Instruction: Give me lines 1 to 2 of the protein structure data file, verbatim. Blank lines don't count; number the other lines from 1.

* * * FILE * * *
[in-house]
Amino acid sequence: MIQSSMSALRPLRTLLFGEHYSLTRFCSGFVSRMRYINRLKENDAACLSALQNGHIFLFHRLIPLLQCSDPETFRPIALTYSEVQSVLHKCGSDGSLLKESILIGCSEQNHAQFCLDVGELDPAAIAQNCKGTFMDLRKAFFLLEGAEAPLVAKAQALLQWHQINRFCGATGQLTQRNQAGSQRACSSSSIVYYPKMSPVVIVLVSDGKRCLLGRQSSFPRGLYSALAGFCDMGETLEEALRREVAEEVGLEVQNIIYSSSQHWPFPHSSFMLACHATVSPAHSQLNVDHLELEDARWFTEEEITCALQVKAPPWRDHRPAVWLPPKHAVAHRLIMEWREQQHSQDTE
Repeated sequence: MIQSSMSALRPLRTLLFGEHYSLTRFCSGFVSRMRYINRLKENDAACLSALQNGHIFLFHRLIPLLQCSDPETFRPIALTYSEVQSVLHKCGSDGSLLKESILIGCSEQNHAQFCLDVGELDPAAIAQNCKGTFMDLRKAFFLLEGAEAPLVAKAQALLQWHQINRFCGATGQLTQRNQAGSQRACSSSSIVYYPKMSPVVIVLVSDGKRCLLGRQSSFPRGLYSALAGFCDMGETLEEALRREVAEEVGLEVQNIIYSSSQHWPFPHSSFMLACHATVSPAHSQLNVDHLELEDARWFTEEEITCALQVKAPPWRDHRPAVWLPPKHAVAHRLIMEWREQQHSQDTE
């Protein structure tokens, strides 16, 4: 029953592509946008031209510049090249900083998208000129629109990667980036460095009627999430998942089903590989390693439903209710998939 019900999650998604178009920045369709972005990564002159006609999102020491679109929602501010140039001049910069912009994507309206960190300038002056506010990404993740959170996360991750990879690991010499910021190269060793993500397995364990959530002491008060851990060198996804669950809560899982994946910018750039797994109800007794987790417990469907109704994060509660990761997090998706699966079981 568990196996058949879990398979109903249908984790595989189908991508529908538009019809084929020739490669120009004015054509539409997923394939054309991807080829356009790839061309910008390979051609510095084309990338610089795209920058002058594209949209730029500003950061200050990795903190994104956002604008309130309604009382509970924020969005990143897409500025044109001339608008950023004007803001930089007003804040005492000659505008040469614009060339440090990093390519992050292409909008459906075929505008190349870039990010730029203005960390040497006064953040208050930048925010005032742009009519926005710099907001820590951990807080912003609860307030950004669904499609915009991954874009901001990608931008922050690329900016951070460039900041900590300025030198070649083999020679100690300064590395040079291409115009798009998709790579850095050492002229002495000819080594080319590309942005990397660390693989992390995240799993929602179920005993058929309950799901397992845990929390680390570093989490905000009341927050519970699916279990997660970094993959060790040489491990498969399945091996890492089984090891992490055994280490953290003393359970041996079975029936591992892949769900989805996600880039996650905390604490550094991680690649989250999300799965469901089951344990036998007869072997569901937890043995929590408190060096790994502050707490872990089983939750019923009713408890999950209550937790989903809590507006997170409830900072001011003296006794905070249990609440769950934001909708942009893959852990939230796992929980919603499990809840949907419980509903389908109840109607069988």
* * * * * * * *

[in-house]
Amino acid sequence: MIQSSMSALRPLRTLLFGEHYSLTRFCSGFVSRMRYINRLKENDAACLSALQNGHIFLFHRLIPLLQCSDPETFRPIALTYSEVQSVLHKCGSDGSLLKESILIGCSEQNHAQFCLDVGELDPAAIAQNCKGTFMDLRKAFFLLEGAEAPLVAKAQALLQWHQINRFCGATGQLTQRNQAGSQRACSSSSIVYYPKMSPVVIVLVSDGKRCLLGRQSSFPRGLYSALAGFCDMGETLEEALRREVAEEVGLEVQNIIYSSSQHWPFPHSSFMLACHATVSPAHSQLNVDHLELEDARWFTEEEITCALQVKAPPWRDHRPAVWLPPKHAVAHRLIMEWREQQHSQDTE